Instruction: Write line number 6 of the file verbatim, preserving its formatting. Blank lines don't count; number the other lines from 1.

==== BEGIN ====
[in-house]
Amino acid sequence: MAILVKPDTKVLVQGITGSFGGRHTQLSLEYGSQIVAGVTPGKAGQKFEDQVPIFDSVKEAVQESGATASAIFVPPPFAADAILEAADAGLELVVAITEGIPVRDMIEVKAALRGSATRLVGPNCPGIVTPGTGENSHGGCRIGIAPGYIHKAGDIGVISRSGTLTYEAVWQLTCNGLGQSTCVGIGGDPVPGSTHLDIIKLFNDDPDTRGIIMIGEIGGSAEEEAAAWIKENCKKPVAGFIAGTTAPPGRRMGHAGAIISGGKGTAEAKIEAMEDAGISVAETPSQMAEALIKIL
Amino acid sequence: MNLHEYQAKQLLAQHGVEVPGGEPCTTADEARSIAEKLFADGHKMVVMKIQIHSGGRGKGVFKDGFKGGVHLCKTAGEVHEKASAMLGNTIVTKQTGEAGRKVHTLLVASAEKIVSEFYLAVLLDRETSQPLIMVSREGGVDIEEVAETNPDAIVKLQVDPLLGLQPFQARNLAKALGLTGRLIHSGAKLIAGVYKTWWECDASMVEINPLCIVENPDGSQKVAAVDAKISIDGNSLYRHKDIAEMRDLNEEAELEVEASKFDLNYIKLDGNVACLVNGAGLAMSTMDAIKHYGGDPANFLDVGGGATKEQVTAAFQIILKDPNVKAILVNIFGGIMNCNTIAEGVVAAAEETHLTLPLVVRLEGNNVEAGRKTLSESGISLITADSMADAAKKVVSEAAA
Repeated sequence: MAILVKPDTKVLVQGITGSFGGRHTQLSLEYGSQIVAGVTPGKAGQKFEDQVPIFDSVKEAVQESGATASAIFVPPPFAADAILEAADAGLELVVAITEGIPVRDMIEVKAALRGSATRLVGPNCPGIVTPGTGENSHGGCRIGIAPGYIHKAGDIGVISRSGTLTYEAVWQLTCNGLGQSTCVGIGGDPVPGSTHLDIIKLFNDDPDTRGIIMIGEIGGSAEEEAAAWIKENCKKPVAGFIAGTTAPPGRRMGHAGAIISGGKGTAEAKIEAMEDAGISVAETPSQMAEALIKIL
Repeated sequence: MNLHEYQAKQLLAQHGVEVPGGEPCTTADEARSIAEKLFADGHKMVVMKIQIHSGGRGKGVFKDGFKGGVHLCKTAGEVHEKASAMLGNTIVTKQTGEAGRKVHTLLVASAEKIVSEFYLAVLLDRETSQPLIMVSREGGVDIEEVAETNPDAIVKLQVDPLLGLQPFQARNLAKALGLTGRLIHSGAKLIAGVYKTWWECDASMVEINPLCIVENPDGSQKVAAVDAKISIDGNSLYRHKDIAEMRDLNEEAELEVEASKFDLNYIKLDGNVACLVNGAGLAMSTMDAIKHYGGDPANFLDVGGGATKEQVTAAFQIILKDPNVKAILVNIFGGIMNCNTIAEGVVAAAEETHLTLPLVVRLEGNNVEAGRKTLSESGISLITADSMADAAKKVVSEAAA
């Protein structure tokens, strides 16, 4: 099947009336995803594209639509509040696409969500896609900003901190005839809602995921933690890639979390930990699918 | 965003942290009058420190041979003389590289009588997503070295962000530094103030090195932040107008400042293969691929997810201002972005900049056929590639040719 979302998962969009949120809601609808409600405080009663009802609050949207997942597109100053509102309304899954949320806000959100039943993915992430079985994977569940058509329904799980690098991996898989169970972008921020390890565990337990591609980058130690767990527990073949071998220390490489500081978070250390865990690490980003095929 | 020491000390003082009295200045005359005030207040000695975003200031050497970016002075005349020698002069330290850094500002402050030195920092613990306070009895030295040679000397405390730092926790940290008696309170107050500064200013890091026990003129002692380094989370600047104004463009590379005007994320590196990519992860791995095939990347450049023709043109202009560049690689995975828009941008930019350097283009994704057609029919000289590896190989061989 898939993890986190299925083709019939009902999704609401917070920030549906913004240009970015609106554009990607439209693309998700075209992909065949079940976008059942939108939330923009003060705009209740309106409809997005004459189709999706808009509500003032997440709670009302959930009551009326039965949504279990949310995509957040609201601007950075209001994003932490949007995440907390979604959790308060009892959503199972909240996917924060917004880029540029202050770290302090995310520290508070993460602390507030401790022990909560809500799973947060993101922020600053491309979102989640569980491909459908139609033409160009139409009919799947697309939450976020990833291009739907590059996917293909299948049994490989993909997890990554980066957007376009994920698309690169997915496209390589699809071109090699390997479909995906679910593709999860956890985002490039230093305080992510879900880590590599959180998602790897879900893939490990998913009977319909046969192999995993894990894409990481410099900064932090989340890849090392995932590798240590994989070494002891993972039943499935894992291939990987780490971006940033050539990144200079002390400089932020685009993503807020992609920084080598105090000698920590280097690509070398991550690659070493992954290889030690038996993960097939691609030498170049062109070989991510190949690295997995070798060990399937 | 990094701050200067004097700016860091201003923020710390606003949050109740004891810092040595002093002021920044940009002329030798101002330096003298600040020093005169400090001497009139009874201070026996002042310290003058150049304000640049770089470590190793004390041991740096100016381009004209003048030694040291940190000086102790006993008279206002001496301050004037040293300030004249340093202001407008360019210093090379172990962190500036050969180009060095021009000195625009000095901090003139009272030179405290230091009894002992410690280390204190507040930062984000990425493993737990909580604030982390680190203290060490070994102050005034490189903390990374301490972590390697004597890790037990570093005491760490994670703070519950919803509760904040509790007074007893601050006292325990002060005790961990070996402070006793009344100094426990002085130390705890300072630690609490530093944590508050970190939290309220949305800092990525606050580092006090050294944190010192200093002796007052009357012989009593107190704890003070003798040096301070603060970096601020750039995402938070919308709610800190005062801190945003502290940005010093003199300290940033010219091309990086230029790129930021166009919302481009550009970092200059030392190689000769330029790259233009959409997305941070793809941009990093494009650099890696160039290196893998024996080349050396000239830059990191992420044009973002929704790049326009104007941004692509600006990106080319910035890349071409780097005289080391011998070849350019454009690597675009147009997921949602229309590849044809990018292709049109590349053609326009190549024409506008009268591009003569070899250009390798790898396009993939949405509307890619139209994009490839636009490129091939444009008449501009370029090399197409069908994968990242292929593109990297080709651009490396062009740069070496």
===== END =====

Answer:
């Protein structure tokens, strides 16, 4: 099947009336995803594209639509509040696409969500896609900003901190005839809602995921933690890639979390930990699918 | 965003942290009058420190041979003389590289009588997503070295962000530094103030090195932040107008400042293969691929997810201002972005900049056929590639040719 979302998962969009949120809601609808409600405080009663009802609050949207997942597109100053509102309304899954949320806000959100039943993915992430079985994977569940058509329904799980690098991996898989169970972008921020390890565990337990591609980058130690767990527990073949071998220390490489500081978070250390865990690490980003095929 | 020491000390003082009295200045005359005030207040000695975003200031050497970016002075005349020698002069330290850094500002402050030195920092613990306070009895030295040679000397405390730092926790940290008696309170107050500064200013890091026990003129002692380094989370600047104004463009590379005007994320590196990519992860791995095939990347450049023709043109202009560049690689995975828009941008930019350097283009994704057609029919000289590896190989061989 898939993890986190299925083709019939009902999704609401917070920030549906913004240009970015609106554009990607439209693309998700075209992909065949079940976008059942939108939330923009003060705009209740309106409809997005004459189709999706808009509500003032997440709670009302959930009551009326039965949504279990949310995509957040609201601007950075209001994003932490949007995440907390979604959790308060009892959503199972909240996917924060917004880029540029202050770290302090995310520290508070993460602390507030401790022990909560809500799973947060993101922020600053491309979102989640569980491909459908139609033409160009139409009919799947697309939450976020990833291009739907590059996917293909299948049994490989993909997890990554980066957007376009994920698309690169997915496209390589699809071109090699390997479909995906679910593709999860956890985002490039230093305080992510879900880590590599959180998602790897879900893939490990998913009977319909046969192999995993894990894409990481410099900064932090989340890849090392995932590798240590994989070494002891993972039943499935894992291939990987780490971006940033050539990144200079002390400089932020685009993503807020992609920084080598105090000698920590280097690509070398991550690659070493992954290889030690038996993960097939691609030498170049062109070989991510190949690295997995070798060990399937 | 990094701050200067004097700016860091201003923020710390606003949050109740004891810092040595002093002021920044940009002329030798101002330096003298600040020093005169400090001497009139009874201070026996002042310290003058150049304000640049770089470590190793004390041991740096100016381009004209003048030694040291940190000086102790006993008279206002001496301050004037040293300030004249340093202001407008360019210093090379172990962190500036050969180009060095021009000195625009000095901090003139009272030179405290230091009894002992410690280390204190507040930062984000990425493993737990909580604030982390680190203290060490070994102050005034490189903390990374301490972590390697004597890790037990570093005491760490994670703070519950919803509760904040509790007074007893601050006292325990002060005790961990070996402070006793009344100094426990002085130390705890300072630690609490530093944590508050970190939290309220949305800092990525606050580092006090050294944190010192200093002796007052009357012989009593107190704890003070003798040096301070603060970096601020750039995402938070919308709610800190005062801190945003502290940005010093003199300290940033010219091309990086230029790129930021166009919302481009550009970092200059030392190689000769330029790259233009959409997305941070793809941009990093494009650099890696160039290196893998024996080349050396000239830059990191992420044009973002929704790049326009104007941004692509600006990106080319910035890349071409780097005289080391011998070849350019454009690597675009147009997921949602229309590849044809990018292709049109590349053609326009190549024409506008009268591009003569070899250009390798790898396009993939949405509307890619139209994009490839636009490129091939444009008449501009370029090399197409069908994968990242292929593109990297080709651009490396062009740069070496």